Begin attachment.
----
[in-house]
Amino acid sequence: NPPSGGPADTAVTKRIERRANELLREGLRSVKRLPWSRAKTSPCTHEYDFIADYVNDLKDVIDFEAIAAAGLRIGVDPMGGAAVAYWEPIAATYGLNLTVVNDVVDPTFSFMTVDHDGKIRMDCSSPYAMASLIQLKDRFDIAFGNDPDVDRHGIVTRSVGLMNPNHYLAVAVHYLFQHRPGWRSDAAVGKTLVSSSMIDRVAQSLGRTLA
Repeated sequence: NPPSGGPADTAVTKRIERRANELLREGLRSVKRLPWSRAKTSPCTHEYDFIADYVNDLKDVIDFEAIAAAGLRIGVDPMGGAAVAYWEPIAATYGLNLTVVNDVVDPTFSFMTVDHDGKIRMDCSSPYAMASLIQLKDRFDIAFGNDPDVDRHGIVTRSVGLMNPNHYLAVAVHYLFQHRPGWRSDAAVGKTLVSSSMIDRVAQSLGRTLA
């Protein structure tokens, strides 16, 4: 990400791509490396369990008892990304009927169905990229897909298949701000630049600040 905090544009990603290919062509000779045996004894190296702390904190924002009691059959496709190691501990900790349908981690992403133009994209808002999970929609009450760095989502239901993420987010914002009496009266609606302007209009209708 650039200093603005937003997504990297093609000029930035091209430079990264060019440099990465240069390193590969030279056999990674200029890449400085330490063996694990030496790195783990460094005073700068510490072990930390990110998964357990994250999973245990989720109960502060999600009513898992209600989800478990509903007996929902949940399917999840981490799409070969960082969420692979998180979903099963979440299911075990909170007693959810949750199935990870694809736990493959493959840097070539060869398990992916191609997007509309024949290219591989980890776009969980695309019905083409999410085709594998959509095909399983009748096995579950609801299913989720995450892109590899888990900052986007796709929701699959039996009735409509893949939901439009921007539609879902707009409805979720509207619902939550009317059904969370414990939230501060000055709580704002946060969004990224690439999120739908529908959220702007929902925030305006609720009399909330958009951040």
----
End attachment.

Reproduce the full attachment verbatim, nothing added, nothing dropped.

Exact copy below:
[in-house]
Amino acid sequence: NPPSGGPADTAVTKRIERRANELLREGLRSVKRLPWSRAKTSPCTHEYDFIADYVNDLKDVIDFEAIAAAGLRIGVDPMGGAAVAYWEPIAATYGLNLTVVNDVVDPTFSFMTVDHDGKIRMDCSSPYAMASLIQLKDRFDIAFGNDPDVDRHGIVTRSVGLMNPNHYLAVAVHYLFQHRPGWRSDAAVGKTLVSSSMIDRVAQSLGRTLA
Repeated sequence: NPPSGGPADTAVTKRIERRANELLREGLRSVKRLPWSRAKTSPCTHEYDFIADYVNDLKDVIDFEAIAAAGLRIGVDPMGGAAVAYWEPIAATYGLNLTVVNDVVDPTFSFMTVDHDGKIRMDCSSPYAMASLIQLKDRFDIAFGNDPDVDRHGIVTRSVGLMNPNHYLAVAVHYLFQHRPGWRSDAAVGKTLVSSSMIDRVAQSLGRTLA
């Protein structure tokens, strides 16, 4: 990400791509490396369990008892990304009927169905990229897909298949701000630049600040 905090544009990603290919062509000779045996004894190296702390904190924002009691059959496709190691501990900790349908981690992403133009994209808002999970929609009450760095989502239901993420987010914002009496009266609606302007209009209708 650039200093603005937003997504990297093609000029930035091209430079990264060019440099990465240069390193590969030279056999990674200029890449400085330490063996694990030496790195783990460094005073700068510490072990930390990110998964357990994250999973245990989720109960502060999600009513898992209600989800478990509903007996929902949940399917999840981490799409070969960082969420692979998180979903099963979440299911075990909170007693959810949750199935990870694809736990493959493959840097070539060869398990992916191609997007509309024949290219591989980890776009969980695309019905083409999410085709594998959509095909399983009748096995579950609801299913989720995450892109590899888990900052986007796709929701699959039996009735409509893949939901439009921007539609879902707009409805979720509207619902939550009317059904969370414990939230501060000055709580704002946060969004990224690439999120739908529908959220702007929902925030305006609720009399909330958009951040």